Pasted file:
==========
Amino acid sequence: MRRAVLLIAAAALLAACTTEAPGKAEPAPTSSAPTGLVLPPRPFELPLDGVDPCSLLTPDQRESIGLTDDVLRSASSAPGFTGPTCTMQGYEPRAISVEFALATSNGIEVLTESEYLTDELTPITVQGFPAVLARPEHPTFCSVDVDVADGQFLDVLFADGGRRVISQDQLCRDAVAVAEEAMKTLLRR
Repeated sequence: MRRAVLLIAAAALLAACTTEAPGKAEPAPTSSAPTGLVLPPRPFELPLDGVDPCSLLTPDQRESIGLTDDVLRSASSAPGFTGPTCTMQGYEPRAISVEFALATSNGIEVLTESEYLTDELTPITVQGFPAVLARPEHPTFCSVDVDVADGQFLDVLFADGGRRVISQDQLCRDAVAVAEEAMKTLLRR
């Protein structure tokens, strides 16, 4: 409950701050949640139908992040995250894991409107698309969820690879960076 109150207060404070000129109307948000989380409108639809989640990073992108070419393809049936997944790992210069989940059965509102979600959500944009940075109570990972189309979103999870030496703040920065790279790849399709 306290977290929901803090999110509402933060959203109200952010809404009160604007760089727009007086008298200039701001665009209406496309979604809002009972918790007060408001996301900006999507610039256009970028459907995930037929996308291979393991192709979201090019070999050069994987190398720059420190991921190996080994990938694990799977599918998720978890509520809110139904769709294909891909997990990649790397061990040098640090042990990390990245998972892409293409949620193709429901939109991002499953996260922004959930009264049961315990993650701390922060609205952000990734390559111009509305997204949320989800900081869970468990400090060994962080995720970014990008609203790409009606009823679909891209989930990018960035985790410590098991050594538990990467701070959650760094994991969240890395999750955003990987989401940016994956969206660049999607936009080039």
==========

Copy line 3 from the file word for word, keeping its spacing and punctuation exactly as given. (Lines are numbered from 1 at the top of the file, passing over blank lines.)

């Protein structure tokens, strides 16, 4: 409950701050949640139908992040995250894991409107698309969820690879960076 109150207060404070000129109307948000989380409108639809989640990073992108070419393809049936997944790992210069989940059965509102979600959500944009940075109570990972189309979103999870030496703040920065790279790849399709 306290977290929901803090999110509402933060959203109200952010809404009160604007760089727009007086008298200039701001665009209406496309979604809002009972918790007060408001996301900006999507610039256009970028459907995930037929996308291979393991192709979201090019070999050069994987190398720059420190991921190996080994990938694990799977599918998720978890509520809110139904769709294909891909997990990649790397061990040098640090042990990390990245998972892409293409949620193709429901939109991002499953996260922004959930009264049961315990993650701390922060609205952000990734390559111009509305997204949320989800900081869970468990400090060994962080995720970014990008609203790409009606009823679909891209989930990018960035985790410590098991050594538990990467701070959650760094994991969240890395999750955003990987989401940016994956969206660049999607936009080039």